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3,000 Ethiopians fleeing conflict cross into neighboring Sudan

US Rep. Ilhan Omar (D-MN) (L) talks with Speaker of the House Nancy Pelosi (D-CA) during a rally with fellow Democrats before voting on H.R. 1, or the People Act, on the East Steps of the US Capitol on March 08, 2019 in Washington, DC. (AFP photo)
Internally displaced persons carry sacks of branches over their heads at a camp in the town of Azezo, Ethiopia, on July 12, 2021. (Photo by AFP)

At least 3,000 Ethiopian people fleeing a widening conflict in northern Ethiopia have crossed into neighboring Sudan, the Sudanese government says.

The Sudanese government said in a report on Tuesday that at least 3,000 Ethiopian asylum-seekers hailing from the Amhara region, which borders the conflict-hit Tigray region in Ethiopia, had crossed into Sudan late Monday.

“Three thousand people from the Qemant tribe crossed the border late today (Monday) into Taya Village” in El-Gedaref state, the report said.

More asylum-seekers from the war-torn region were pouring in, it added.

Taya lies in the disputed al-Fashaqa district, where Ethiopian farmers cultivate fertile land claimed by Sudan.

The Khartoum government already hosts thousands of Ethiopians, who fled the conflict in Tigray late last year. The latest influx of refugees comes as fighting in Tigray has spilled into neighboring regions in recent weeks.

 Agegnehu Teshager, Amhara’s regional president, at the weekend called on “all young people” to take up arms against the Tigray People’s Liberation Front (TPLF) rebels, who say they are advancing deeper south into Amhara territory.

Ethiopian Prime Minister Abiy Ahmed had leaned heavily on security forces from the Amhara region during the months-long fighting in Tigray. The region is ruled by Abiy’s Prosperity Party (PP), and its president has been an outspoken voice for ethnic Amhara sentiment.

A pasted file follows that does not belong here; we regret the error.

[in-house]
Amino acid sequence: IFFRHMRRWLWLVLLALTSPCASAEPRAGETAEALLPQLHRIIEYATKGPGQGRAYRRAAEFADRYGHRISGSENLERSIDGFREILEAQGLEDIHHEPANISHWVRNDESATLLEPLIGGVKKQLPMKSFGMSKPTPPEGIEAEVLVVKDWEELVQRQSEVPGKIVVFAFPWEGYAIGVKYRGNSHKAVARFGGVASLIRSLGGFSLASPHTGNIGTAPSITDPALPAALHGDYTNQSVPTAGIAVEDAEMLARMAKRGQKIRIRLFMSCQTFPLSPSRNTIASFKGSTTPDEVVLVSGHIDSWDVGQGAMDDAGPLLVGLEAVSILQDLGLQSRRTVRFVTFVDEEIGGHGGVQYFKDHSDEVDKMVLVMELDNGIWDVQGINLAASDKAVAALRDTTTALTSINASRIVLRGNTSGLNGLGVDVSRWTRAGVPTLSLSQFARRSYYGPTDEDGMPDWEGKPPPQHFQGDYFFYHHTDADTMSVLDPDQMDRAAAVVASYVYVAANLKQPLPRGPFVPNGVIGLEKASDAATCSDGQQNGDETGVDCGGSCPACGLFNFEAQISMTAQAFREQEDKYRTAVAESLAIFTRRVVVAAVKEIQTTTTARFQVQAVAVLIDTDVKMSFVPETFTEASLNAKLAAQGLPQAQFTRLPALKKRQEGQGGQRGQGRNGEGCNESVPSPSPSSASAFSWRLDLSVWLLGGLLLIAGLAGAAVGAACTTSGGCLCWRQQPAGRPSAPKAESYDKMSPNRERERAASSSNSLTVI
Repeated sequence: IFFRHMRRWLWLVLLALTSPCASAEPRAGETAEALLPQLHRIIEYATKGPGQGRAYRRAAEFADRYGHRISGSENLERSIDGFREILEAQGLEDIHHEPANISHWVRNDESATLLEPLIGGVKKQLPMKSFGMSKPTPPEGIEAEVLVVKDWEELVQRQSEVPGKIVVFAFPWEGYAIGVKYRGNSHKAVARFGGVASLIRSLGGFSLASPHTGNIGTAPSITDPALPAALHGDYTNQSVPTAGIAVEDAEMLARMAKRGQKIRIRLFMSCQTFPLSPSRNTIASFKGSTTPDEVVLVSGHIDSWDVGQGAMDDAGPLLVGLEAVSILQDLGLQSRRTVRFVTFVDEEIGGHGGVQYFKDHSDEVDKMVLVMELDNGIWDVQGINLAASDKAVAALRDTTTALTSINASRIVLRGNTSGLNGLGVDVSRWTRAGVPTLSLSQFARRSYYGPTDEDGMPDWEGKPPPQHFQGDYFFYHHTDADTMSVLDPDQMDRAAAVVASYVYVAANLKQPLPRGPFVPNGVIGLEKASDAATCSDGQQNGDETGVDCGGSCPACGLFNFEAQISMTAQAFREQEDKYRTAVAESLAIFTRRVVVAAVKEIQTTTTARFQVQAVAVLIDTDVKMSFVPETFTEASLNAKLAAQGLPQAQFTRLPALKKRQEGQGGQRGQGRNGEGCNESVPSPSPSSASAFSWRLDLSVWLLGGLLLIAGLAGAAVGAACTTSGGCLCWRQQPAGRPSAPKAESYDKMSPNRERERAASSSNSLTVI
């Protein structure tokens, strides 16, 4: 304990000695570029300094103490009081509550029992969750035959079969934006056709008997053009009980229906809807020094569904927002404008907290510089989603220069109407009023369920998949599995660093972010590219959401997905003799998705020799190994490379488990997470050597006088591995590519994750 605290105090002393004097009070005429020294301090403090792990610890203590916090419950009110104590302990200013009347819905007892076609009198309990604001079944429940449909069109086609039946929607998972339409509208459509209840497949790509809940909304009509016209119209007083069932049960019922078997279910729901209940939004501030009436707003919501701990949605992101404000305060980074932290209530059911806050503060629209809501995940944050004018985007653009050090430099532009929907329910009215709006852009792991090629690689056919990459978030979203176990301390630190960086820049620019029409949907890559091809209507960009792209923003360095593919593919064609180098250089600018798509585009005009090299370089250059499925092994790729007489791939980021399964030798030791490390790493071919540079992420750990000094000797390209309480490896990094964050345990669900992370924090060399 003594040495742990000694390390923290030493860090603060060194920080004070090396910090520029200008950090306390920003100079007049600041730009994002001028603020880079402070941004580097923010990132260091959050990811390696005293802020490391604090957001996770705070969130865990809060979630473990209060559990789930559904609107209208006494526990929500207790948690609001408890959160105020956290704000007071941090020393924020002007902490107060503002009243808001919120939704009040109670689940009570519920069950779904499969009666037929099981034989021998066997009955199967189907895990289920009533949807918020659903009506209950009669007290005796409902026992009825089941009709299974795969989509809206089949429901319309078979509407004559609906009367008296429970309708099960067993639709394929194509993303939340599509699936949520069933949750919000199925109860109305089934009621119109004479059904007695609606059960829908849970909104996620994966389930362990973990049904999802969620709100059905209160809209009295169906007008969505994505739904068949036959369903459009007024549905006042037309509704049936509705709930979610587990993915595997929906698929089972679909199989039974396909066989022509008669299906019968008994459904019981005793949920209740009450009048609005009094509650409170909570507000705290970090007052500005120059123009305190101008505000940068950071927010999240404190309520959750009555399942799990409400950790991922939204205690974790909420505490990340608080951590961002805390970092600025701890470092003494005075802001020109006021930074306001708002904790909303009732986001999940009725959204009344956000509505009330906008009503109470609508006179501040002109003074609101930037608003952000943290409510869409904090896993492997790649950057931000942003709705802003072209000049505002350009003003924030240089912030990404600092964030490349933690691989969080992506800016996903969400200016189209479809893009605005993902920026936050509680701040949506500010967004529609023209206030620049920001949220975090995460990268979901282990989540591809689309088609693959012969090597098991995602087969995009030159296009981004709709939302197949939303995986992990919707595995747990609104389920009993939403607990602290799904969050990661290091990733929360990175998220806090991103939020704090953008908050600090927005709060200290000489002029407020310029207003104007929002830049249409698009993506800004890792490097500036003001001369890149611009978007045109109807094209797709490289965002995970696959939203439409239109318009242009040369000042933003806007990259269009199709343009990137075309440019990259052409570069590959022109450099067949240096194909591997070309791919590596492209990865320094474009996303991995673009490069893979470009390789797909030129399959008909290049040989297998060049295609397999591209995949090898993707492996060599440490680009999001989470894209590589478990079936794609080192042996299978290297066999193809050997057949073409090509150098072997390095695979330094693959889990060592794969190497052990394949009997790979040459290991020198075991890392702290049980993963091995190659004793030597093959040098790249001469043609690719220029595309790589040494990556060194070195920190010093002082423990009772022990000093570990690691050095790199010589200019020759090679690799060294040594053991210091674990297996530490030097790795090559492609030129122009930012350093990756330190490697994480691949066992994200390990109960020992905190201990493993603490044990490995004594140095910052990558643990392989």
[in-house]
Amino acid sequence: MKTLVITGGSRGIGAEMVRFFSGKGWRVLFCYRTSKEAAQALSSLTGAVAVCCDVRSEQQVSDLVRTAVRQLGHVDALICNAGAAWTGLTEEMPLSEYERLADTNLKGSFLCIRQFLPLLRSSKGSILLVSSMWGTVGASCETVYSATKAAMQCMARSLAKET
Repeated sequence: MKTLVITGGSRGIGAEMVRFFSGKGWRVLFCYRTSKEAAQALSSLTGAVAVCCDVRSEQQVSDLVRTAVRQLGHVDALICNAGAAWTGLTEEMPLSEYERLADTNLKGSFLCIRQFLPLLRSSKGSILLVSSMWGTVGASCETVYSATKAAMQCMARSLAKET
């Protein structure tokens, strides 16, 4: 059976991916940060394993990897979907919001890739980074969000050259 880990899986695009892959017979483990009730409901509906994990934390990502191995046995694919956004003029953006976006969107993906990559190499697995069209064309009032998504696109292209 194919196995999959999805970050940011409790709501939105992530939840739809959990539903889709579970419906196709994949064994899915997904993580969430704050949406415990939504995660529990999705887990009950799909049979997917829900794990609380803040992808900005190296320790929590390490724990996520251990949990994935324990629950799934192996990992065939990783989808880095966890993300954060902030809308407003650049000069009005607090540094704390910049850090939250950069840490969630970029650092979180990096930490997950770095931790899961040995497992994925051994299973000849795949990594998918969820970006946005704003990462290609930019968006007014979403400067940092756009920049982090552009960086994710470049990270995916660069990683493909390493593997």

The TPLF last week said that Tigrayan forces were in Afar and that they planned to target forces from the neighboring Amhara region, which has been fighting on behalf of the government. The renewed clashes came after the rebels regained control of Tigray from federal government forces last month.

The sustained fighting in neighboring states highlights the potential for Ethiopia’s eight-month-old conflict to expand well beyond Tigray, where the fighting has already left thousands of casualties.

Fighting erupted in Tigray in November last year when the government accused the TPLF — once the region’s powerful ruling party — of attacking military bases across the north. Three weeks later, the government declared victory when it gained control of the regional capital, Mekelle.

TPLF forces, who had retreated to the mountainous areas around the Tigrayan capital, resumed fighting later, however. TPLF retook Mekelle and most of Tigray at the end of June after the government pulled out its soldiers and declared a now faltering ceasefire.

TPLF, which had played a major role in Ethiopian politics before Abiy came to power, sees itself as a strong force in the region.

The conflict has sparked international criticism of Abiy and concern for the stability of Africa’s second most populous country.


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